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Engineering opium poppies to produce different drugs

Scientists have created genetically engineered opium poppies that can barely produce the morphine, codeine and other potent drugs that make the plants so highly prized on the black market. Instead, the gene-altered flowers build up caches of other chemicals that can be used to make new medications.

Australian researcher Philip Larkin and his team reported in the online issue of Nature Biotechnology that they knew poppies make morphine from the simple amino acid tyrosine in a series of 18 steps. At each step, a different enzyme turns one chemical compound into another.

Using a recently developed genetic technique that allows scientists to block the activity of individual enzymes, Larkin's group dammed the synthetic pathway midstream, causing a buildup of the chemical precursors of morphine. One of the precursors that accumulated at especially high levels, called (S)-reticuline, had already shown promise for a number of conditions ranging from baldness to malaria.

-- Washington Post

Lower levels of DHEA may be tied to aging

Giving elderly people supplements of a hormone that tends to decrease as people age may help prevent weight gain and the increased risk of diabetes that often accompanies aging, according to a preliminary study.

The hormone dehydroepiandrosterone (DHEA) is produced by the adrenal glands. Levels peak at about age 20 and then gradually decline with age. By the time most people are about 70, their DHEA levels have fallen to only about 20 percent of their peak levels. Scientists have speculated that dropped DHEA levels may help explain many of the effects of aging.

Dennis T. Villareal and John O. Holloszy of Washington University School of Medicine in St. Louis gave 28 men and 28 women ages 65 to 78 either 50 milligrams of DHEA each day or a placebo.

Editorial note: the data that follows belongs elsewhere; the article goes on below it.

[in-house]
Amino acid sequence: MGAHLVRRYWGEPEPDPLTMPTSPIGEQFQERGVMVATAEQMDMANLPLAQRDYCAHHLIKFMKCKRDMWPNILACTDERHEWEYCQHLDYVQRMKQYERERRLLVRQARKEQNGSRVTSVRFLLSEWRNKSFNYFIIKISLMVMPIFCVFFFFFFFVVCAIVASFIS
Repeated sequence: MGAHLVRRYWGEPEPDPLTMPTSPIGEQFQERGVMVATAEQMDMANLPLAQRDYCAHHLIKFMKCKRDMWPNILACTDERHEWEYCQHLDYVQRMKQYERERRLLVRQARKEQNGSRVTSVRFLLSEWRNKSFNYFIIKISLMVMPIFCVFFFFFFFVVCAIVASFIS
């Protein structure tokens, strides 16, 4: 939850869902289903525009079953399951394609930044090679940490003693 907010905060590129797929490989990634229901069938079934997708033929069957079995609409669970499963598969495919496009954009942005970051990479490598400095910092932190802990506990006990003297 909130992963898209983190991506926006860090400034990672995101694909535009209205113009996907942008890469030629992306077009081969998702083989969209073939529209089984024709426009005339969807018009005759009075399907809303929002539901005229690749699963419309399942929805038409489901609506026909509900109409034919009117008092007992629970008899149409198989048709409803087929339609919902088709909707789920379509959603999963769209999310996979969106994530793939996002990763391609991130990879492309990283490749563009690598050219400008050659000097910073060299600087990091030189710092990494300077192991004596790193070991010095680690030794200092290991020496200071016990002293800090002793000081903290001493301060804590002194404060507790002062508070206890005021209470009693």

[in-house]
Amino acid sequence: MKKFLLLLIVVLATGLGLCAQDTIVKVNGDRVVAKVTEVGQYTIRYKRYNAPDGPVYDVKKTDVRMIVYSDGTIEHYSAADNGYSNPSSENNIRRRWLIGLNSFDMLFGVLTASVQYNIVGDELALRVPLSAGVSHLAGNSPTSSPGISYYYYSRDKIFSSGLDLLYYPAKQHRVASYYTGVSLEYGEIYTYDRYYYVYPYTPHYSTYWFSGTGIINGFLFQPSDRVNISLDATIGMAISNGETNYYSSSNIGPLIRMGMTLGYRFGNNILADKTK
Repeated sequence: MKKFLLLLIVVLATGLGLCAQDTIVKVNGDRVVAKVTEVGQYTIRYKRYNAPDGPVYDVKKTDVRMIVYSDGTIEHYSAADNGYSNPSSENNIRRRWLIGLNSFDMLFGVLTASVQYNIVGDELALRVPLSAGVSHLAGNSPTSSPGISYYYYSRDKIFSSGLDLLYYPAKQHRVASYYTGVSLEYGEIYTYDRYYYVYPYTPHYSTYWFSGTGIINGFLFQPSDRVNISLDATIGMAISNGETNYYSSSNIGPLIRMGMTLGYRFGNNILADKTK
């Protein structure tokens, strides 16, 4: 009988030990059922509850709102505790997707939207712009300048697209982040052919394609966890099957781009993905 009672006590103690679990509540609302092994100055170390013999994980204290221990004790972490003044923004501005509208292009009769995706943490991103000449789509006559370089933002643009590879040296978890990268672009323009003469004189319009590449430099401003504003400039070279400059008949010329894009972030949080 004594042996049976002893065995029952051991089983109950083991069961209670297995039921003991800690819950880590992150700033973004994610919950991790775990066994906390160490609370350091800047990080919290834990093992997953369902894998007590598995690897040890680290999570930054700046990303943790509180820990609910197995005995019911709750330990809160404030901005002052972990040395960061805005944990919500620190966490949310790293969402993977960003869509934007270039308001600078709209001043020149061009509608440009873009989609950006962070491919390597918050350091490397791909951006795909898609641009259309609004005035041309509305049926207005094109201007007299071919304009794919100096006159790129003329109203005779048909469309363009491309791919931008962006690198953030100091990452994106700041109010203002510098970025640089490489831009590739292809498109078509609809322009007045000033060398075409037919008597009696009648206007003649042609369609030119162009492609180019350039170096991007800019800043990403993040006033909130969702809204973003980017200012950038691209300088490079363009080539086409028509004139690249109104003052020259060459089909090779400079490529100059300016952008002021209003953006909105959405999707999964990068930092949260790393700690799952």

After six months, those getting DHEA had 7.4 to 10.2 percent less fat in their abdomens than those getting the placebo, the researchers found. And those getting the hormone appeared to control their blood sugar levels better than those who got the placebo, indicating they may be less likely to develop diabetes. No adverse effects occurred, the researchers wrote in the Journal of the American Medical Association.

-- Washington Post

Young planet could be cause of star gap

Using the sensitive infrared spectrograph on NASA's Spitzer Space Telescope, University of Rochester astronomers earlier this year observed a gap that appears like a moat surrounding CoKu Tau 4, a young star about 1 million years old.

Astronomer Dan Watson said in a telephone interview that the only explanation that appeared to make sense was that a planet even younger than the star was plowing a trough in the disc and had taken up all the material in the gap.

"All young stars have discs around them, and they tend to be dusty and dense," Watson said. Planets eventually form from the material in dust discs, but not -- at least according to prevailing theories -- so quickly.

Last week, a second team of University of Rochester astronomers reported that by analyzing Watson's data, they were able to demonstrate that a Saturn-sized planet or larger could have dug the trough surrounding CoKu Tau 4.

-- Washington Post

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